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The Weak Tie Between Natural Gas and Oil Prices


  • David J. Ramberg
  • John E. Parsons


Several recent studies establish that crude oil and natural gas prices are cointegrated, so that changes in the price of oil appear to translate into changes in the price of natural gas. Yet at times in the past, and very powerfully in the last two years, many voices have noted that the two prices series appear to have “decoupled”. We explore the apparent contradiction between these two views. Although we also find that the two series are cointegrated, recognition of the statistical fact of cointegration needs to be tempered with two additional points that we think have been insufficiently emphasized in the past literature. First, there is an enormous amount of unexplained volatility in natural gas prices at short horizons. Hence, any simple formulaic relationship between the price of oil and the price of natural gas will leave a large portion of the price of natural gas unexplained. Second, the cointegrating relationship does not appear to be stable through time. Natural gas prices may be tied to oil prices, but the relationship can shift dramatically over time. Therefore, although the two price series are cointegrated, the confidence intervals for both short and long time horizons are large.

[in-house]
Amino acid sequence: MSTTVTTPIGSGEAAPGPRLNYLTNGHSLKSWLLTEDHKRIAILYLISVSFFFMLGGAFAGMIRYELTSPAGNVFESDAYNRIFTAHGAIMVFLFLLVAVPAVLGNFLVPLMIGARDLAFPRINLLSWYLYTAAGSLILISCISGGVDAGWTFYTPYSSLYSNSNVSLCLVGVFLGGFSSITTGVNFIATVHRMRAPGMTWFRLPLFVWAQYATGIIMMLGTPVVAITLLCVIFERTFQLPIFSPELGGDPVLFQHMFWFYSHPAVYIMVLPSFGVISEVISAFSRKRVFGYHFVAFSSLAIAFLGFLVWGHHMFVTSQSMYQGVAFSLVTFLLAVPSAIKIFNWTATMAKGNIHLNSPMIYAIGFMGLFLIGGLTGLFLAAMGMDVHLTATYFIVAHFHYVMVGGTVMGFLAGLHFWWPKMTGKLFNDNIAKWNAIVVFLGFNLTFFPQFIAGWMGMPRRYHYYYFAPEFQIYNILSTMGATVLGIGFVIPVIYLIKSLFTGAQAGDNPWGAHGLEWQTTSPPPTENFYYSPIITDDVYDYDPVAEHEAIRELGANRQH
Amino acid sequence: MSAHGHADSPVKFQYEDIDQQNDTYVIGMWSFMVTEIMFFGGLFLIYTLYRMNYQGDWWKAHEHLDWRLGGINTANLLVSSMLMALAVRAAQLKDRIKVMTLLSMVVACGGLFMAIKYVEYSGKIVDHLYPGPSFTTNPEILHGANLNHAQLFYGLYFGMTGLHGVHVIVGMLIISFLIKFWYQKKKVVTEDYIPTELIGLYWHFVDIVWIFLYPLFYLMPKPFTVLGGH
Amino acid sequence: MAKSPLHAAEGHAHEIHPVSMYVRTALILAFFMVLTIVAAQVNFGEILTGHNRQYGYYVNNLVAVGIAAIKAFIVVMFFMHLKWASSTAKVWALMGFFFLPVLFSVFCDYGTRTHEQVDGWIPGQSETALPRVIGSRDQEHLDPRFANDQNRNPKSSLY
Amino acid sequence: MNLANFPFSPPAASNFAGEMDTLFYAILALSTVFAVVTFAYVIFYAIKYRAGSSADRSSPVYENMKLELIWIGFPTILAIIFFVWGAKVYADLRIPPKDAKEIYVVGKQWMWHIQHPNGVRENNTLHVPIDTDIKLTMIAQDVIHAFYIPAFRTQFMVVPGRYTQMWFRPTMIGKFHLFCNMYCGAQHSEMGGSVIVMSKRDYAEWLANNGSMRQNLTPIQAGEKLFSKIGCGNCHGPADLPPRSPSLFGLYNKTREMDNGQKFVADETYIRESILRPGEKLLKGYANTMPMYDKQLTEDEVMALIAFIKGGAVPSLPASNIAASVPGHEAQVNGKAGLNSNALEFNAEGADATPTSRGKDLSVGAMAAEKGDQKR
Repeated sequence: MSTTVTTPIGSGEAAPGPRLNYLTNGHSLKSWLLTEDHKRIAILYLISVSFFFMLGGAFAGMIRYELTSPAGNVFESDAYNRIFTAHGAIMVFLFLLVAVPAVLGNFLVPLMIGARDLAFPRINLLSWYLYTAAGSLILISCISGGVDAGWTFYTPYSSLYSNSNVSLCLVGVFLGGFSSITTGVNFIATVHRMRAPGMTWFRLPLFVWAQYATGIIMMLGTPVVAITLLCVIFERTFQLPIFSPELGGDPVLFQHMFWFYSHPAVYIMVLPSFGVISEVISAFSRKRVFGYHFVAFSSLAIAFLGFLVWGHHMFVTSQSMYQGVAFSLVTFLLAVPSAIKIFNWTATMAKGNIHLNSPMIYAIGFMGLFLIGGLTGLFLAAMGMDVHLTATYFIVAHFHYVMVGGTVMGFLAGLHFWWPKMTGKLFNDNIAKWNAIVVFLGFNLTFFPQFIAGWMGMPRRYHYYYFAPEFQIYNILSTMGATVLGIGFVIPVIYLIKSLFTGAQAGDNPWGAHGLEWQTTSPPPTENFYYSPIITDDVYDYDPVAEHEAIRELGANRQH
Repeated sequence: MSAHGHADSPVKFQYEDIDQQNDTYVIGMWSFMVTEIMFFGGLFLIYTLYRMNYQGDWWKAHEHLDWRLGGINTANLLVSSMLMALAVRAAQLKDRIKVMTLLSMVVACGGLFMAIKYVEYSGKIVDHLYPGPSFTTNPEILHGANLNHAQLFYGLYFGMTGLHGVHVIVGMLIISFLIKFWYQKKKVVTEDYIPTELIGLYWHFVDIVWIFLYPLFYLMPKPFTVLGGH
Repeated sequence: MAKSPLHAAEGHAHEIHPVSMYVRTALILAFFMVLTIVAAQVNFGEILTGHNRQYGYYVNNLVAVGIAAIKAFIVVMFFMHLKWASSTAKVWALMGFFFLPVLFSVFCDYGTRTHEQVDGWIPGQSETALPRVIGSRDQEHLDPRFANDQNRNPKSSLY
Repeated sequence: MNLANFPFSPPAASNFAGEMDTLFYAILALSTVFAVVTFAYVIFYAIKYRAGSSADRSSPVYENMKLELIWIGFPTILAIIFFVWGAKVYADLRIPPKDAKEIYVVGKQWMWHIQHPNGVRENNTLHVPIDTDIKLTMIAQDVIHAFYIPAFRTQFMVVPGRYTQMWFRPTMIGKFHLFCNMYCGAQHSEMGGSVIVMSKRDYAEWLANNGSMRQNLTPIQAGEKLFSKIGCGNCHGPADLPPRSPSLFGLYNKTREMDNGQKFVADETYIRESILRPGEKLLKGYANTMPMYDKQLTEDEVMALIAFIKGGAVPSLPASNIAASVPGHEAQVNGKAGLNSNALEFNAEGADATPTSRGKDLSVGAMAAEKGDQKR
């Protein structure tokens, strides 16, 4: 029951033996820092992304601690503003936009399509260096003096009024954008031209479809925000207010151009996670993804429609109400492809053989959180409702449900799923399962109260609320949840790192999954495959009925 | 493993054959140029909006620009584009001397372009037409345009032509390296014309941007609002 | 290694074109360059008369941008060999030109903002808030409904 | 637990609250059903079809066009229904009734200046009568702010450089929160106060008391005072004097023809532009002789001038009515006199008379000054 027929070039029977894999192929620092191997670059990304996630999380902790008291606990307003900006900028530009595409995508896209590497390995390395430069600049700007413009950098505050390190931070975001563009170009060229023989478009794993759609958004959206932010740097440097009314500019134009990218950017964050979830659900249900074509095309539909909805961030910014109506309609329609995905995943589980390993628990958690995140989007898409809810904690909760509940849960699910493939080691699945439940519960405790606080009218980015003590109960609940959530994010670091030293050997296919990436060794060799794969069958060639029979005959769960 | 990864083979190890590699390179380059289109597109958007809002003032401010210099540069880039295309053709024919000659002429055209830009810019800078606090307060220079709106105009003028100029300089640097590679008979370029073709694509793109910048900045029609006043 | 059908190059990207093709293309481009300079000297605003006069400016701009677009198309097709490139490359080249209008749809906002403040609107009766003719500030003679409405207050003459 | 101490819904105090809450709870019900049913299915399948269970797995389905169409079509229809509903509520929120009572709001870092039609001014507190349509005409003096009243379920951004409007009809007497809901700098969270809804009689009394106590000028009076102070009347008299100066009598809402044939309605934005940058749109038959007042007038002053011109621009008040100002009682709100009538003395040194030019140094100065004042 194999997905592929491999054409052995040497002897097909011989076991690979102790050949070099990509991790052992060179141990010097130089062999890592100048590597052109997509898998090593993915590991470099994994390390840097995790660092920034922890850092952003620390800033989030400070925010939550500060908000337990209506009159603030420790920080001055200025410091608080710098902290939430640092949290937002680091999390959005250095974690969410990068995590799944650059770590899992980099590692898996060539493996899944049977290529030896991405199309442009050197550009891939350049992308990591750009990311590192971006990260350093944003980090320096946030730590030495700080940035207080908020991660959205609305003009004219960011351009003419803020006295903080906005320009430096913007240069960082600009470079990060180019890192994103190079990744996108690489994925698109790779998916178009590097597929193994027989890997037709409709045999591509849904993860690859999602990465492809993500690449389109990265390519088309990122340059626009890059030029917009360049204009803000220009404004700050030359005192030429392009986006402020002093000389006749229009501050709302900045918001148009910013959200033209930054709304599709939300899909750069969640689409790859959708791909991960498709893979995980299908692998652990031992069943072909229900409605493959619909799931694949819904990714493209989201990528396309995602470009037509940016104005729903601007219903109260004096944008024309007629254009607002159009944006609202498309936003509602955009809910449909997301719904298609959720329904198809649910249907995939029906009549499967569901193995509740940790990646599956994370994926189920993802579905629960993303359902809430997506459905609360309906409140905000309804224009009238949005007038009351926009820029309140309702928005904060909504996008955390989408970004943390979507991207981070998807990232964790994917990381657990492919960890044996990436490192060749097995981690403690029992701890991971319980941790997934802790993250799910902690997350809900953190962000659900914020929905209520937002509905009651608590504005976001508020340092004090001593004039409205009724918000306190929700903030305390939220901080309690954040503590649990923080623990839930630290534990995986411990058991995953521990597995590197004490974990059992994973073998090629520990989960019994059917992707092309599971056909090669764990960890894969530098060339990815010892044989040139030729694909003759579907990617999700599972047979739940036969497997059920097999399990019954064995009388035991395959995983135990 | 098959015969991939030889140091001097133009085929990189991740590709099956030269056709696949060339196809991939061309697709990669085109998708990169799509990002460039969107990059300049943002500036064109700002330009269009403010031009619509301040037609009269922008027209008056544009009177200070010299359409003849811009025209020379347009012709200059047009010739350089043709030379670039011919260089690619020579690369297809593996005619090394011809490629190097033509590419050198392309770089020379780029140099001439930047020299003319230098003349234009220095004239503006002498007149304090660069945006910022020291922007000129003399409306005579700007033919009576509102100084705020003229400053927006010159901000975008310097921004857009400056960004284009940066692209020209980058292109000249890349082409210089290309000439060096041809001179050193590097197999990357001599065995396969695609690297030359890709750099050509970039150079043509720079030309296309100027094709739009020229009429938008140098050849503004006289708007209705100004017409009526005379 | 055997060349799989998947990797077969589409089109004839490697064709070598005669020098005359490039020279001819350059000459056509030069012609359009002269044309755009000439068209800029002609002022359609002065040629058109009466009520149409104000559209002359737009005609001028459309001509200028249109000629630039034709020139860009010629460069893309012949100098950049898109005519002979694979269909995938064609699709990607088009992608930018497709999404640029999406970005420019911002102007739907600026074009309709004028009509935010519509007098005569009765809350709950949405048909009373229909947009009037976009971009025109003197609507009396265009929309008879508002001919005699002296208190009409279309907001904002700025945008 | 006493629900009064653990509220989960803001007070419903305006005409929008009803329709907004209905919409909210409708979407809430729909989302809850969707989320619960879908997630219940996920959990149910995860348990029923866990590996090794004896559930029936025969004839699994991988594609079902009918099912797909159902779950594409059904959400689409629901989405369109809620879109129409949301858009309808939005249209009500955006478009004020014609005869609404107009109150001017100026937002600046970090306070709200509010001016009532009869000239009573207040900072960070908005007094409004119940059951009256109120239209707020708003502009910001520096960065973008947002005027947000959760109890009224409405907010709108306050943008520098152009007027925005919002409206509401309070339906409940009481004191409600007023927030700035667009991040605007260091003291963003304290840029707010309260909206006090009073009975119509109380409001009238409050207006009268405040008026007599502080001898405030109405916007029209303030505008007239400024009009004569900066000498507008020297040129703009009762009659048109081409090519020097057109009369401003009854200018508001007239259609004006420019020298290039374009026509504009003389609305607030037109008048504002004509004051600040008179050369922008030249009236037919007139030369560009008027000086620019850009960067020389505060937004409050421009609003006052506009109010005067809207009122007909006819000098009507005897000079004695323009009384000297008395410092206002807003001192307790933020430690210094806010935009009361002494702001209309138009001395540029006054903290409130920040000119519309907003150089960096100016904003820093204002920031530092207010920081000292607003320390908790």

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  • David J. Ramberg & John E. Parsons, 2010. "The Weak Tie Between Natural Gas and Oil Prices," Working Papers 1017, Massachusetts Institute of Technology, Center for Energy and Environmental Policy Research.
  • Handle: RePEc:mee:wpaper:1017

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    1. Boccard, Nicolas, 2009. "Capacity factor of wind power realized values vs. estimates," Energy Policy, Elsevier, vol. 37(7), pages 2679-2688, July.
    2. Timothy D. Mount, Surin Maneevitjit, Alberto J. Lamadrid, Ray D. Zimmerman, and Robert J. Thomas, 2012. "The Hidden System Costs of Wind Generation in a Deregulated Electricity Market," The Energy Journal, International Association for Energy Economics, vol. 0(Number 1).
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